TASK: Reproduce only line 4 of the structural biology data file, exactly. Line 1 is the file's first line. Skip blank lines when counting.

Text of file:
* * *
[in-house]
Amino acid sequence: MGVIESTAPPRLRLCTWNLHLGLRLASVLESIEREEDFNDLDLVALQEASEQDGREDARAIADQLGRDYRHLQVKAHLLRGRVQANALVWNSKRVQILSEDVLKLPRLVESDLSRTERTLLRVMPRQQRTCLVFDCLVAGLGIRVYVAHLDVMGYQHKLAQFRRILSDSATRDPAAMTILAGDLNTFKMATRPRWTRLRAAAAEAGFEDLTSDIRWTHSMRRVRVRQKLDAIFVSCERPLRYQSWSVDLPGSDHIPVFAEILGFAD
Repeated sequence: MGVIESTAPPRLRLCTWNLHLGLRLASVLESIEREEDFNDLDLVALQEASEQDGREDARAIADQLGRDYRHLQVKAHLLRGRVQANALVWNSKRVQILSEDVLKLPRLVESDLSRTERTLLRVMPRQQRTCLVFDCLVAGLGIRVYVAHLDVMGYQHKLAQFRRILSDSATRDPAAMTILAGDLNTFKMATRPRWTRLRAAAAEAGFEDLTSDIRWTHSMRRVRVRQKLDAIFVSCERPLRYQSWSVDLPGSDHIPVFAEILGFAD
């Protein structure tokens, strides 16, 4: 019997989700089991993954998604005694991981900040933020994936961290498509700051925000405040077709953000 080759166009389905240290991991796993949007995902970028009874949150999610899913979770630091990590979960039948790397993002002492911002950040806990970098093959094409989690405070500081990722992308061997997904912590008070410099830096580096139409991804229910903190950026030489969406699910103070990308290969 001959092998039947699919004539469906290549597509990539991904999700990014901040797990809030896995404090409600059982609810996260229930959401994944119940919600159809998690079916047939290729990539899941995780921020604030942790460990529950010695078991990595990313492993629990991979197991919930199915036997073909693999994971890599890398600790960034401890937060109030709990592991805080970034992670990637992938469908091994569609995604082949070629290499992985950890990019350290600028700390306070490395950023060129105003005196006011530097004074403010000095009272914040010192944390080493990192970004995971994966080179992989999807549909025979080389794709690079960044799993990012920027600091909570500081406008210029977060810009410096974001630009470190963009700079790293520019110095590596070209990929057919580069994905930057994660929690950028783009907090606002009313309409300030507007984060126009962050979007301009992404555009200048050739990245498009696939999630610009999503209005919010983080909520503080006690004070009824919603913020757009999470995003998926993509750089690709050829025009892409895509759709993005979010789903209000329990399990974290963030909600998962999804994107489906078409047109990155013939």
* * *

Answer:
């Protein structure tokens, strides 16, 4: 019997989700089991993954998604005694991981900040933020994936961290498509700051925000405040077709953000 080759166009389905240290991991796993949007995902970028009874949150999610899913979770630091990590979960039948790397993002002492911002950040806990970098093959094409989690405070500081990722992308061997997904912590008070410099830096580096139409991804229910903190950026030489969406699910103070990308290969 001959092998039947699919004539469906290549597509990539991904999700990014901040797990809030896995404090409600059982609810996260229930959401994944119940919600159809998690079916047939290729990539899941995780921020604030942790460990529950010695078991990595990313492993629990991979197991919930199915036997073909693999994971890599890398600790960034401890937060109030709990592991805080970034992670990637992938469908091994569609995604082949070629290499992985950890990019350290600028700390306070490395950023060129105003005196006011530097004074403010000095009272914040010192944390080493990192970004995971994966080179992989999807549909025979080389794709690079960044799993990012920027600091909570500081406008210029977060810009410096974001630009470190963009700079790293520019110095590596070209990929057919580069994905930057994660929690950028783009907090606002009313309409300030507007984060126009962050979007301009992404555009200048050739990245498009696939999630610009999503209005919010983080909520503080006690004070009824919603913020757009999470995003998926993509750089690709050829025009892409895509759709993005979010789903209000329990399990974290963030909600998962999804994107489906078409047109990155013939």